Predictions!
WSC: Because of the aforementioned reason; I predict a Tiit Vunk win over Kota Morinishi this year. However, local favourite Jakub Ondrousek might have something to say about that. Team-wise, it is going to be hard, if not impossible, to top China. Despite missing Qiu Yanzhe, the enormous (and ridiculously young) talent pool China has will assure their dominance for the next few WSC’s.

WPC: A boring prediction in Ken Endo. Although with play-offs back in business; Ulrich Voigt might work his magic to claim his 12th WPC title. For the last 9 years; USA, Japan and Germany have been hogging all the WPC team medals. Hideaki Jo missing from Team Japan means my virtual bet is on Team USA.

Just to shot-gun some potential dark horses;
WSC: Dai Tantan, Seungjae Kwak and Keisui Okuma.
WPC: Walker Anderson, Robert Vollmert and Nikola Zivanovic.
Go horsey go!

I plan to blog this year’s WSC experience here and maybe a few thoughts and comments on the WPC puzzles would go up shortly after the whole ordeal is over. If you’re attending; best of luck and do come by and say hi!

See you in Prague!

WPC 2017 Recap – Part 2

This is post 2 of 2 about my experience in the 2017 WPC in Bangalore, India. The first part contains the non-puzzling side of the event while this post will be my thoughts of each round.

With no play-offs, 23 rounds of puzzles (17 individual rounds and 6 team rounds) were crammed into three days. I feel most of these rounds were sadly undertimed and a lot of beautiful puzzles were missed. Or I’m just slow, but to the best of my knowledge, I don’t think many solvers were finishing these rounds.
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WPC 2017 Recap – Part 1

This is 1 of 2 posts about my experience in the 2017 WPC in Bangalore, India. This first part contains the non-puzzling side of the event while the next post will be my thoughts of each round.My flight arrived into Bangalore late Tuesday night. Ashish (Kumar) and Rakesh (Rai) picked me up from the airport and caught me up on the news regarding Kota’s miraculous 3-point win over Tiit (Vunk). Once at the hotel, I got to meet a long time acquaintance Rishi (Puri), who was leaving Bangalore later that night.
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See you in Bangalore!

This post was meant to go up before I leave for India. As you can see below, I’d made some frighteningly accurate predictions! Let’s see if they will hold true for the WPC as well.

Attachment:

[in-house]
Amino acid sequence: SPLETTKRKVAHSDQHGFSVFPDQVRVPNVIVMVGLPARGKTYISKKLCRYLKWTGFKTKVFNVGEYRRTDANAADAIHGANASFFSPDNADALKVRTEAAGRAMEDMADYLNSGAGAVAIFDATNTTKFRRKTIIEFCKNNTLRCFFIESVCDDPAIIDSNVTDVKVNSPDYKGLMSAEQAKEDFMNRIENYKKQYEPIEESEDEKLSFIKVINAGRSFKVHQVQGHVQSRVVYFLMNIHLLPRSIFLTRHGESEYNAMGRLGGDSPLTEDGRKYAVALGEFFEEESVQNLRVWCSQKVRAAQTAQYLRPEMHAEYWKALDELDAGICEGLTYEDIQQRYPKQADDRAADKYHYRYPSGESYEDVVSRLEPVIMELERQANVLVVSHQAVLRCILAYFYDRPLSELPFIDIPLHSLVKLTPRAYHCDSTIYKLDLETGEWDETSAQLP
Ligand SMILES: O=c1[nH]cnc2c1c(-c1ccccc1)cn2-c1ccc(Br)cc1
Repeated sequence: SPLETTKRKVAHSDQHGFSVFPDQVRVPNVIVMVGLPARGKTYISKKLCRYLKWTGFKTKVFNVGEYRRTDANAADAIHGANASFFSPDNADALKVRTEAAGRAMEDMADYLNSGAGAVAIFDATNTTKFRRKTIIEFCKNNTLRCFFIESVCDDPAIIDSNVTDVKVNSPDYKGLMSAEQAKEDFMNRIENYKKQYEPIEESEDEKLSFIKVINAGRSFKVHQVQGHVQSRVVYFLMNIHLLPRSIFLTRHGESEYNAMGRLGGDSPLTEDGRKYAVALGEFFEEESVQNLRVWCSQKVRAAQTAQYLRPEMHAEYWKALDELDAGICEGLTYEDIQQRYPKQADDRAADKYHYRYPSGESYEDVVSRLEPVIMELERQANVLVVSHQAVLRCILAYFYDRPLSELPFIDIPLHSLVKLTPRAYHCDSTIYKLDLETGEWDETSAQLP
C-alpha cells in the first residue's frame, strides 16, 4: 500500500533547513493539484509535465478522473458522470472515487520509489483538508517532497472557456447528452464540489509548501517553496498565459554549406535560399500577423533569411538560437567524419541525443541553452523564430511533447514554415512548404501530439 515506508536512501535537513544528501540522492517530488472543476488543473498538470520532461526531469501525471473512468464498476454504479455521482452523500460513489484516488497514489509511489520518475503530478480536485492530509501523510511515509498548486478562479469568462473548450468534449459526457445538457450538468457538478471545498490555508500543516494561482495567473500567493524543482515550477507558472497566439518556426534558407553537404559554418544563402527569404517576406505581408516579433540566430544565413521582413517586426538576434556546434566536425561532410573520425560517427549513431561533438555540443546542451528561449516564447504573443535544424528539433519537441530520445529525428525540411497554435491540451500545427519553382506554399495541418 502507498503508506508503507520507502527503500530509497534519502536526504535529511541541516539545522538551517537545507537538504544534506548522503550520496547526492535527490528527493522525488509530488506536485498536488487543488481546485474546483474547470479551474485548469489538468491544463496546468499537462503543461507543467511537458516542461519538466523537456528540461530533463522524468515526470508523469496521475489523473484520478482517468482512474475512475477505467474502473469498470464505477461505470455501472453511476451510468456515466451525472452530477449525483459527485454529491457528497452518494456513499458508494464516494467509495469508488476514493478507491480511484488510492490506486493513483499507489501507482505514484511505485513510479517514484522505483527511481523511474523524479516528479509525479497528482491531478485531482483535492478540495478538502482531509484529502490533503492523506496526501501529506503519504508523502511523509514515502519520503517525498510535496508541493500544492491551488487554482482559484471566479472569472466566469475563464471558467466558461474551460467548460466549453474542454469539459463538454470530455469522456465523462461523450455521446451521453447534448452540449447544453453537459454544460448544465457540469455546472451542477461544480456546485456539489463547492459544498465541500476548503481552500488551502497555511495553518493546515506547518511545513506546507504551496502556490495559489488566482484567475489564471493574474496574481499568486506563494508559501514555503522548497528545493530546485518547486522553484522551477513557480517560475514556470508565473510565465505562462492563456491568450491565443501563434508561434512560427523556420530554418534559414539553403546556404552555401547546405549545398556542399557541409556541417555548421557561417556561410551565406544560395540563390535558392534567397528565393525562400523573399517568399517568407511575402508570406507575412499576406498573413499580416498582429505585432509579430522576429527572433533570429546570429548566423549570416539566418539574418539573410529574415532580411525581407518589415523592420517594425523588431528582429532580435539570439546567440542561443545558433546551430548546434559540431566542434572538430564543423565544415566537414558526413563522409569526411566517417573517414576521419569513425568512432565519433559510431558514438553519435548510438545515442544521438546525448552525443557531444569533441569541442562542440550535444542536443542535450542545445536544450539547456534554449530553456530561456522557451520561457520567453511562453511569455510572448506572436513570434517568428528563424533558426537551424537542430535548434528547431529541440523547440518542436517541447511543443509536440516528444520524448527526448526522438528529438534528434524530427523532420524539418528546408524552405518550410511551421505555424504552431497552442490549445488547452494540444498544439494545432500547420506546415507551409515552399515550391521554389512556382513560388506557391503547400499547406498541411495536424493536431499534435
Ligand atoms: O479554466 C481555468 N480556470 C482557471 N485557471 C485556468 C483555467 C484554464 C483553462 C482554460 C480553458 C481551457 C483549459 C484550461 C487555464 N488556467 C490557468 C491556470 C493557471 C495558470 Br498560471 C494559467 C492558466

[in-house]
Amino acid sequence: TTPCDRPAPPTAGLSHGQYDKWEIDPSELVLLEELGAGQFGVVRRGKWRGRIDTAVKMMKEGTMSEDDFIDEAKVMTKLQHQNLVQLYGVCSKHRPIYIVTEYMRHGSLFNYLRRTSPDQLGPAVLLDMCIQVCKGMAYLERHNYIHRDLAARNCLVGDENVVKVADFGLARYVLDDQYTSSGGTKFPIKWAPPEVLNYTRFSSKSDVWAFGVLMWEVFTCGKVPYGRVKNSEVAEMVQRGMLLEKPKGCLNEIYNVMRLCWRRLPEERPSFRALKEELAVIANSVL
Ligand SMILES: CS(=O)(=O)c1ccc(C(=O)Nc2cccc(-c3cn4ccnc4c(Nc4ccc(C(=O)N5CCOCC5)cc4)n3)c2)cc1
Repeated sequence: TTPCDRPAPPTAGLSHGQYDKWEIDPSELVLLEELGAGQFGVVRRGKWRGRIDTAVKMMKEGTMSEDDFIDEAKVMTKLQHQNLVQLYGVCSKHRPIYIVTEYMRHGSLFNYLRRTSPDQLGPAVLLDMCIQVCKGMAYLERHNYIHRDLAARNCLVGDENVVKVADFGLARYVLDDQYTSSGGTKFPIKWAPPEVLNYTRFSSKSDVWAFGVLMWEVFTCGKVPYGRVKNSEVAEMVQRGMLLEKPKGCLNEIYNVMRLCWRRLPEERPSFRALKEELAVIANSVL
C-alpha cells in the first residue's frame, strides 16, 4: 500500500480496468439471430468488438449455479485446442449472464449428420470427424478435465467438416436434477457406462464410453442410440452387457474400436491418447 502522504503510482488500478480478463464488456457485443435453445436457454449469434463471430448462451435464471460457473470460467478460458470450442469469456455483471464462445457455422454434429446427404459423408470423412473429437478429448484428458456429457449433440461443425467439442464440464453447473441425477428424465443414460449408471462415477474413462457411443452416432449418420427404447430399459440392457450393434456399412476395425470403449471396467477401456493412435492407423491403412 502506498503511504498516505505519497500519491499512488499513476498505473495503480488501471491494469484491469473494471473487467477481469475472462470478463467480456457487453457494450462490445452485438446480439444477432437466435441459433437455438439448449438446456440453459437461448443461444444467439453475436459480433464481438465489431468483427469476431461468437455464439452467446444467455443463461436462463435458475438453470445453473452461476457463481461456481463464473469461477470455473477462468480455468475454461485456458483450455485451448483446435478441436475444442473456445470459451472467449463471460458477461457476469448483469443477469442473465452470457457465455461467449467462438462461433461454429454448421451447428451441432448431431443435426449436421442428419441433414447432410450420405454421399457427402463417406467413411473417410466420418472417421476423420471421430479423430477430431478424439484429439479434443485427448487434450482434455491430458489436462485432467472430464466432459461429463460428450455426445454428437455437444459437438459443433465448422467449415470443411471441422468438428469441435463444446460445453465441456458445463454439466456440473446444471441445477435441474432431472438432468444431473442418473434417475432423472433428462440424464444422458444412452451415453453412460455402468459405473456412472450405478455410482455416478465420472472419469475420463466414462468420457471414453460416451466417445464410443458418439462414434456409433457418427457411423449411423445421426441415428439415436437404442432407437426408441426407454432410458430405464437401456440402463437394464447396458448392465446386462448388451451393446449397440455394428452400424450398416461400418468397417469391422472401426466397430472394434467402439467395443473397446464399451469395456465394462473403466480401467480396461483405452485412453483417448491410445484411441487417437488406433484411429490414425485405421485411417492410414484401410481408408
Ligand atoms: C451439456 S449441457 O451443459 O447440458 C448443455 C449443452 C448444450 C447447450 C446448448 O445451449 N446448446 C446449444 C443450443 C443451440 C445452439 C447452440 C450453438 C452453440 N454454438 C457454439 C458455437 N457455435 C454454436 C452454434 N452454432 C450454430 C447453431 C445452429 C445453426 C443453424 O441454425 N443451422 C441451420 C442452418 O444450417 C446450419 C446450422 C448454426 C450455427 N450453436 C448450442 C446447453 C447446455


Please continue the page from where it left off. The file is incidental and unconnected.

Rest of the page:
Hello readers,

Last month, I have been extremely busy with work and sorting out papers to ensure that I will be participating in the World Puzzle Championships! I’ll be heading out to India tomorrow night and join the ongoing World Sudoku Championships.

I couldn’t get a longer leave to compete in both WSC and WPC – so only one choice was possible. I opted for WPC because Thailand had already field in a WSC team (led by the energetic Sinchai), and pushing out one of our younger solvers is something I’m not eager to do. Most importantly, though, I enjoy puzzles more!

Interestingly, this will be my first time competing – which means I can potentially win the Best Debutant prize! Unless there are dark horses lurking in the Chinese or Korean team – I feel I have a decent chance.

The organizers made a bold choice by not having play-offs this year and this was reflected in the higher amount of puzzles than previous editions. We’re talking 23 rounds in 3 days! The last two weeks were spent digesting the heavy 90-page instruction booklet.

This year also sees the return of Thomas Snyder (USA) after a three-year hiatus from the championships. The new format without the finals might favour the consistent Ken Endo (Japan) over the 11-time and defending champion Ulrich Voigt (Germany). There are promising and scarily young talents; like Walker Anderson (USA) and Qiu Yanzhe (China), who make guys like Palmer Mebane (USA), Bram de Laat (Netherlands), Hideaki Jo (Japan and somehow in the B team?) or Nikola Zivanovic (Serbia) look like old guards.

The WSC is currently underway and I don’t see Jakub Ondrousek’s (Czech) or Jan Mrozowski’s (Poland) name in the starting list – so I predict another battle between Kota Morinishi (Japan) and Tiit Vunk (Estonia). However, team-wise we should also look at China who’s been steadily creeping up the world ranks with their young team.

Much excitement, can’t wait to be there. If you’re attending (or already there), please drop by and say hi!

See you in Bangalore!